A ratio is a comparison of two numbers (quantities) by division. A ratio is usually denoted by the symbol (:). The ratio of a to b (b 0) is written as a : b or 

In the ratio a : b, a and b are called terms of the ratio. 'a' is the antecedent and 'b' is the consequent. 
A ratio is a number, so to find the ratio of two quantities they must be expressed in the same units.

Properties of Ratios
(a)     In a ratio, two quantities are compared. So, the quantities must be of the same kind. i.e., they must be expressed in the same units.
(b)     The value of a ratio remains unaltered if the given ratio is multiplied or divided by the same non-zero quantity. 
(c)    The order of the terms in a ratio a : b is very important. The ratio 3 : 2 is different from the ratio 2 : 3.

Ratio in the simplest or lowest form :

Ex.1    Find the ratio of the following :
        (a)     36 minutes to 2 hours.    
        (b)     32 g to 1 kg
        (c)     3 days to 1 years.

Sol.  (a) Change both 36 minutes and 2 hours to the same unit.
            Now, 36 minutes = 36 minutes 
            2 hours = 2 × 60 minutes = 120 minutes 
                Ratio of 36 minutes to 2 hours 

(b)     First convert both into numbers with the same unit.
            32 g = 32 g 
            3kg = 3000 g 

(c)     First , convert both into numbers with the same unit.
            3 days = 3 days  
            1 year = 365 days 
            Ratio = 3 : 365

Ex.2  Find the (i) ratio of M20 to M80   (ii) ratio of 3 km to 600m
Sol.    (i)     20 : 80 or 1 : 4
          (ii)    3000m : 600m or 3000 : 600 or 5 : 1

Comparison of Ratios :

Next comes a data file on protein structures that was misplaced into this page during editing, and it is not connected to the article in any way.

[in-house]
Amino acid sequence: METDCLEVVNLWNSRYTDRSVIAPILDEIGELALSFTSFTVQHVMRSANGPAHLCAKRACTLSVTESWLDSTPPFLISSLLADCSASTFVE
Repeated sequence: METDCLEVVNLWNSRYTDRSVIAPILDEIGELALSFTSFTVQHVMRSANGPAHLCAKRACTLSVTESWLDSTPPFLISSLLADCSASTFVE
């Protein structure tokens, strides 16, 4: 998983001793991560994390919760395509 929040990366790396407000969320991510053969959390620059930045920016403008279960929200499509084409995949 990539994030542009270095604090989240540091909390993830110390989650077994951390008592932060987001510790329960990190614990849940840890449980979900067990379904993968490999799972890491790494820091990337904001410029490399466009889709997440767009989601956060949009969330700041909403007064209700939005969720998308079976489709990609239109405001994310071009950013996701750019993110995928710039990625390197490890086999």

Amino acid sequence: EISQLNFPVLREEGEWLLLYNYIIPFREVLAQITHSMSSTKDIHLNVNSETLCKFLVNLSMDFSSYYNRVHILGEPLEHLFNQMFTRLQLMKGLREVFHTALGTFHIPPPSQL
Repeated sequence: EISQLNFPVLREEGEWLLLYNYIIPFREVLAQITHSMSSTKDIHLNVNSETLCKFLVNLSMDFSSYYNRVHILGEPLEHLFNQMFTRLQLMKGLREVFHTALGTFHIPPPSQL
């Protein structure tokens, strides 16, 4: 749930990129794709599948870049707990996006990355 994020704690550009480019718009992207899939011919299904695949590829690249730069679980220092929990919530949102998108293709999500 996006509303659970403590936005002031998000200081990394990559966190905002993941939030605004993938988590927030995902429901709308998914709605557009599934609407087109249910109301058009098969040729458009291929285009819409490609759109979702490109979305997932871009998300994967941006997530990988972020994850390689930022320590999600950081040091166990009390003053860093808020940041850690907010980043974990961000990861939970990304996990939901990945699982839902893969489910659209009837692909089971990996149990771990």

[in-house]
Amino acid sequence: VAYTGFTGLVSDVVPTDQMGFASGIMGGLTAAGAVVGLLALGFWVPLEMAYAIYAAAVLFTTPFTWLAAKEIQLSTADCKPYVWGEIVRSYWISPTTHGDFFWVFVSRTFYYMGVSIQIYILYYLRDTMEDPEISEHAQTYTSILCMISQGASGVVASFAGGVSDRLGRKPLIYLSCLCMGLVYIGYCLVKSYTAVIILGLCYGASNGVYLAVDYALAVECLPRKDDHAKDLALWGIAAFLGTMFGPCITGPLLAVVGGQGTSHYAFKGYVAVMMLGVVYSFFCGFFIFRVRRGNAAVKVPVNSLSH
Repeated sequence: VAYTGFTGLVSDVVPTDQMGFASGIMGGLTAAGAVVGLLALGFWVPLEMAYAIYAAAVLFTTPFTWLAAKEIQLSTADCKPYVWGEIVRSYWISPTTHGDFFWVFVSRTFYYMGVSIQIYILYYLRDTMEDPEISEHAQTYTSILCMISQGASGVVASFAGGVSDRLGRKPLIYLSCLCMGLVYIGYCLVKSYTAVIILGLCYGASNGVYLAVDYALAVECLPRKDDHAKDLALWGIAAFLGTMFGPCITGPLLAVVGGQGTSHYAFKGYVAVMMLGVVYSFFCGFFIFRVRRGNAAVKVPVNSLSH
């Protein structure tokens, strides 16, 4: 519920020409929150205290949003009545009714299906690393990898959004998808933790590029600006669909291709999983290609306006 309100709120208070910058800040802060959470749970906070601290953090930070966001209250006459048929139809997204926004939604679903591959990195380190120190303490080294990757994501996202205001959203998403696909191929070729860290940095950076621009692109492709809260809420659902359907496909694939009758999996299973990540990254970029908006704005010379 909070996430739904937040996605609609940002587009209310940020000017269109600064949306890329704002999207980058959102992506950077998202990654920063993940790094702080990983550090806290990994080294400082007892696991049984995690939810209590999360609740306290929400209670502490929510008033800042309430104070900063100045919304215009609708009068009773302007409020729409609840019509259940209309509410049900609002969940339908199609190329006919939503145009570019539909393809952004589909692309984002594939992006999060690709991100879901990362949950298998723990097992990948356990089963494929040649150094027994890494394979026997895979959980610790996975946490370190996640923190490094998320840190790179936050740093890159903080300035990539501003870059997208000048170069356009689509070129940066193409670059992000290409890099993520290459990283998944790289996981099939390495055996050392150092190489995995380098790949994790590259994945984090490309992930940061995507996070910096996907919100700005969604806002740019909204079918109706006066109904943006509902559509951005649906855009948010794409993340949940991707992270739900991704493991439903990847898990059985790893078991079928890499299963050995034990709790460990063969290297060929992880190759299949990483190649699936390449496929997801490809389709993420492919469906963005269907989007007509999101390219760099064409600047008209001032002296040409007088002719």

1.    Write the given ratios as fractions in the simplest form.
2.    Find the LCM of the denominators of the fractions.    
3.    Convert them into like fractions with same denominators    .
4.    Compare the numerators and arrange the fractions.
5.    Then respective ratios are also in the same order.

Ex.2    Two numbers are in the ratio 4 : 5. If the sum of the number is 63, then find the numbers.
Sol.    Here 63 is to be divided in the ratio 4 : 5.

Ex.3  Mr. Harry divided Rs. 84,630 between Shinchan and Nimavari in the ratio 3 : 4. How much did each of them get ?
Sol.  Ratio of money between Shinchan and Nimavari = 3 : 4 
        Sum of the terms of the ratio = 3 + 4 = 7

Chapter 12

Ratio and Proportion

Ratio and its Comparison

Recalling about fractions

It is common to compare two amounts that are of same type. We compare prices of two belongings, height to of two people, size of different belongings, age of people etc.
For e.g. Let the price of a booklet is Rs. 10 and the price of a diary is Rs. 30.


We get that the price of a diary is Rs. 20(Rs30 – Rs10) added than the price of a booklet. However, if we wish to compare the prices of these two belongings again taking the difference is not enough to express the comparison.
Therefore, we use ratio. In many situations, calculating the proportion is considered as an added meaningful way of comparing quantities. It is obtained by using division, i.e. by seeing how many times one quantity is to the other quantity. This method is known as comparison by ratio.

For example, the price of a booklet is Rs. 10 and price of a diary is Rs. 30.
We say that price of a diary and price of a booklet are in the rate 3: 1. This is obtained by